Strategy, Not Data, Defines the Winners

What does it take to win the data wars? How do you ensure you’re extracting true value from data to advance your organization?

Data science is the art (and science) of extracting insights from data to inform decisions. Organizations that lead with data science are achieving greater productivity, increasing ROI, and driving improved performance and competitive advantage. Data science is the key to understanding the past, predicting future trends, and taking optimal action.

When there is no shortage of data, how do you get from massive data to mission success?

Think Big. Start Small. Learn Fast.

For starters, devise a grand plan. The best data-enabled organizations have a clear strategy for moving forward. Establishing the goals of the enterprise and the intended outcomes make all the difference in leveraging data science for discovery, innovation, and even societal good.

My work with many organizations follows the ADAPT+C framework for success, consisting of six critical elements:

  1. Analytic Opportunities
  2. Data
  3. Analytics Techniques
  4. People
  5. Technology
  6. Culture

Prioritizing these six elements instills a data science foundation for lasting success through the following considerations:

  • Analytic Opportunities: consider new and existing data science use cases to achieve mission goals and to improve operations.
  • Data: consider opportunities to use new data and to re-use existing data sets in data science projects.
  • Analytics Techniques: consider the analytic tradecraft to be applied to generate insights from data.
  • People: consider the set of human capital programs required to develop the talents and capabilities of your data science team.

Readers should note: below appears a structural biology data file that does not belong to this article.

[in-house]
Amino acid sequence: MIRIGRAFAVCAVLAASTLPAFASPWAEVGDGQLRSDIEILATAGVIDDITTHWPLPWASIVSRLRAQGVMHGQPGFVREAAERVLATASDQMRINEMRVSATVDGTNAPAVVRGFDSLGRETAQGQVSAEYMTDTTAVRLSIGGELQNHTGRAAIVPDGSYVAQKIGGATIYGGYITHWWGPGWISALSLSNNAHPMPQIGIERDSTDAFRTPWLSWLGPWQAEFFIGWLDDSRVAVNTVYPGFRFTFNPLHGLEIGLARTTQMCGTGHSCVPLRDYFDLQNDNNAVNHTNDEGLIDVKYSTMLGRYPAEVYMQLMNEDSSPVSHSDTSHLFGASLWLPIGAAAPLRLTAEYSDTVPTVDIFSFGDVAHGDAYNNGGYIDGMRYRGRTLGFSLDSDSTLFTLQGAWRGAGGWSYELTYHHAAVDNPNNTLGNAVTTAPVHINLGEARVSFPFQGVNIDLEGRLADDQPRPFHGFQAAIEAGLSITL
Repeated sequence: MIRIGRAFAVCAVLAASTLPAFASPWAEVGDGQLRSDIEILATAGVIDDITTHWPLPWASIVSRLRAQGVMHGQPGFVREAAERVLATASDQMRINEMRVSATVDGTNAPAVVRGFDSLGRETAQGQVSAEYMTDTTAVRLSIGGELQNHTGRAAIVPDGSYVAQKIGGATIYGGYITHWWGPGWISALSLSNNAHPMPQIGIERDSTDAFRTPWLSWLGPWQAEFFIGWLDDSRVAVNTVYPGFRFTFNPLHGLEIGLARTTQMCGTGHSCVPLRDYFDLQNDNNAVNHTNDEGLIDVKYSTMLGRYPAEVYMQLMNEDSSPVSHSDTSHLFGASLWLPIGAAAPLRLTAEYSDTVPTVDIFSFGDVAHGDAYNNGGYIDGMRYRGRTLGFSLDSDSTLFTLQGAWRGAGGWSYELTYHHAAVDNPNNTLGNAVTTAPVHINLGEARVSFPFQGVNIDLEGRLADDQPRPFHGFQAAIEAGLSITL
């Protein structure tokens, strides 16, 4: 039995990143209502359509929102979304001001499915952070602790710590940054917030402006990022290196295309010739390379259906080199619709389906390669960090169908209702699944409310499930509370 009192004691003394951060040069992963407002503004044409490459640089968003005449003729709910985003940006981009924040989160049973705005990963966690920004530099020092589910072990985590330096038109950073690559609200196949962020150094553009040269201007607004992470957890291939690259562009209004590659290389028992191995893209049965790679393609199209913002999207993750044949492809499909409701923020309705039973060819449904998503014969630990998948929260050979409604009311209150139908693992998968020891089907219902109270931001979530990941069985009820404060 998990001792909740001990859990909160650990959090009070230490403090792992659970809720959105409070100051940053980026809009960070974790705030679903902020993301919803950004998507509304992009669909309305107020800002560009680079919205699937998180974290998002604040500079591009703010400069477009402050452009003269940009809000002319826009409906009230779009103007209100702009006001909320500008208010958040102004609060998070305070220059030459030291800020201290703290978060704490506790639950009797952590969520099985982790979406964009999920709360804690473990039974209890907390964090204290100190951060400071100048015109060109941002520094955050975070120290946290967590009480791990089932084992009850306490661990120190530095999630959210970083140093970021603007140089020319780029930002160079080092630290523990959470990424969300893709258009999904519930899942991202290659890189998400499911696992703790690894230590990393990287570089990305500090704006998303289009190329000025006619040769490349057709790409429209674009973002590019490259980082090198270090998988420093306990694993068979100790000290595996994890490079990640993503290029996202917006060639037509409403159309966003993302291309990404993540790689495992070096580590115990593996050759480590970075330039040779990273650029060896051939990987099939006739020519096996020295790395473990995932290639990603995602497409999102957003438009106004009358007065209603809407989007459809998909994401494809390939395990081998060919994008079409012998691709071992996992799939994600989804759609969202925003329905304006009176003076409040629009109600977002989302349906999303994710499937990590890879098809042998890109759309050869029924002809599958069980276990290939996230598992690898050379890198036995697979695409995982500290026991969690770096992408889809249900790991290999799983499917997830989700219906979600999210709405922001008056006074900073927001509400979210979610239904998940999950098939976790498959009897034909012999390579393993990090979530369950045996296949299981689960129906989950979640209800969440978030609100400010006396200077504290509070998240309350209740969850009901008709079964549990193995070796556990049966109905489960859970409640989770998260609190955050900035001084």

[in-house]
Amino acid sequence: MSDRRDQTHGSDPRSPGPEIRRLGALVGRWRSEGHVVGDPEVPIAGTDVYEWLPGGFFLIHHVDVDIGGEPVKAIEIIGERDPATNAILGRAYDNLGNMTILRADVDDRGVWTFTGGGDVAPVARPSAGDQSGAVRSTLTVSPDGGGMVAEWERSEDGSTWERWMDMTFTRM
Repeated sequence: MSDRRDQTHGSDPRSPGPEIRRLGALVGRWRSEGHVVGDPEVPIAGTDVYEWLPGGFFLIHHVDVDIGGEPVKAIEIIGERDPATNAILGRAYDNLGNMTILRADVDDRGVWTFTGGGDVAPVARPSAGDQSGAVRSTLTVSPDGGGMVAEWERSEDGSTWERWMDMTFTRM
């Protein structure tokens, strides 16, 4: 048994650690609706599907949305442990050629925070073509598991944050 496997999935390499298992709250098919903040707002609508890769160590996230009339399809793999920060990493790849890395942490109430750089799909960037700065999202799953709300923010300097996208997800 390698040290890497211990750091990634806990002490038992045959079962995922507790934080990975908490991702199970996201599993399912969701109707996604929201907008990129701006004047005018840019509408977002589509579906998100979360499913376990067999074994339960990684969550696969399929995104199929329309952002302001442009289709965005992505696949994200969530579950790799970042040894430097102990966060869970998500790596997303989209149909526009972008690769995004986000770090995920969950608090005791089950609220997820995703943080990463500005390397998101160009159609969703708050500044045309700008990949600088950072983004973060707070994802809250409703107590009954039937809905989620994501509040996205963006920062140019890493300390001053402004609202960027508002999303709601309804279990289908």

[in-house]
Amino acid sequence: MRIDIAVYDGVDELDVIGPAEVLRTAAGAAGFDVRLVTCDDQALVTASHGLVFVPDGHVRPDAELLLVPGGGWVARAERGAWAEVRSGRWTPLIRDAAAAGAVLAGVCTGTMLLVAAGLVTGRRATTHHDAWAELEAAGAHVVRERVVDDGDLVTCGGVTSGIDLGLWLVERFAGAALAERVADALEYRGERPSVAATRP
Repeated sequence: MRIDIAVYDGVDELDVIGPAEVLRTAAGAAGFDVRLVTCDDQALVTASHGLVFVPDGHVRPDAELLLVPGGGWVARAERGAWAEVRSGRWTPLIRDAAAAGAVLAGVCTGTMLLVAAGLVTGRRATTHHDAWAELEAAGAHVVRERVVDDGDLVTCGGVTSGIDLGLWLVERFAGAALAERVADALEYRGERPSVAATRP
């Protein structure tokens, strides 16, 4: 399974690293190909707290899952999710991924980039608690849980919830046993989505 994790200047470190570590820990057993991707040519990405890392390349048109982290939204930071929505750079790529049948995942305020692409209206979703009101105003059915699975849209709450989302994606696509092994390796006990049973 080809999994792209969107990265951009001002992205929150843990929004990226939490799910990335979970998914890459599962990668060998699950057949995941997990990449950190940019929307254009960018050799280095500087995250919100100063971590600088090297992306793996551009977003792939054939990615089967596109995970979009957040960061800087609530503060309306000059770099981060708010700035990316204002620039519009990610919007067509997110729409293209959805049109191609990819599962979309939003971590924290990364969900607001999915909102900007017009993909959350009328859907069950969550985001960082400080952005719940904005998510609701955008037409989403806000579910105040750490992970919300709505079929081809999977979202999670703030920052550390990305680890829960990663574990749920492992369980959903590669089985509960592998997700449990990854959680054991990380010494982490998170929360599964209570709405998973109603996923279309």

• Technology: consider ways to optimize existing and new technologies including applications, data platforms, and infrastructure for data science projects.
  • Culture: consider the set of mechanisms that communicate, share, and reinforce the value of data science across an organization and that promote data analytic thinking and activities across the workforce.

The most effective organizations prioritize these six ADAPT+C elements to grow their data science capabilities. Do not short-change Culture. Building a culture of experimentation is not only a good data-enabled business practice, but it is also a “data science innovation” best practice— it optimizes value, while helping to attract and retain the best talent.

Ask the Right Questions

When considering analytics opportunities, consider what you really want to do. Are you seeking operational efficiencies, market knowledge, better customer service, new products, or smarter processes? To get valuable outcomes, you need to assess opportunities within the context of the business questions they resolve.

Generating ideas for analytics projects should be built into your strategy. You want to solicit and review all kinds of ideas and formalize a process for collecting and assessing them. Often the best ideas for data science projects sit deep within the organization. You need mechanisms to bring these ideas forward—get the concepts from the people that know the work and the business best. What kinds of mechanisms work best?

One approach is to task a centralized group to scan organizational data for opportunities. For clients who are currently lacking robust data tools or a data-enabled culture, we created Analytic Innovation Cells (AIC) to prove the value of data science with quick wins. Quick wins demonstrate value and the ROI that will inspire the cultural change needed for the larger analytic implementations that will come. Check out an example of how an AIC was used to generate out-of-the-box methods, tools, and processes to keep nations safer.